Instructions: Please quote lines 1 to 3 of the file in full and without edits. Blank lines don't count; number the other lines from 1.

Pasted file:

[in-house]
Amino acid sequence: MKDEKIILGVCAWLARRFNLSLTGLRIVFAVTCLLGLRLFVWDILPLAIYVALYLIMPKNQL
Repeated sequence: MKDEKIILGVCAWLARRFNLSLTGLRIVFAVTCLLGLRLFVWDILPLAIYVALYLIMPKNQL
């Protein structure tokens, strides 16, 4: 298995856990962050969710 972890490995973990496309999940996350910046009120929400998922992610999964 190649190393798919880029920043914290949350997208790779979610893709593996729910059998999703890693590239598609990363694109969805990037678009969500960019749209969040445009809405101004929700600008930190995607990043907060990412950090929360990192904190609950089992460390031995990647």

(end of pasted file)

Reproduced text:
[in-house]
Amino acid sequence: MKDEKIILGVCAWLARRFNLSLTGLRIVFAVTCLLGLRLFVWDILPLAIYVALYLIMPKNQL
Repeated sequence: MKDEKIILGVCAWLARRFNLSLTGLRIVFAVTCLLGLRLFVWDILPLAIYVALYLIMPKNQL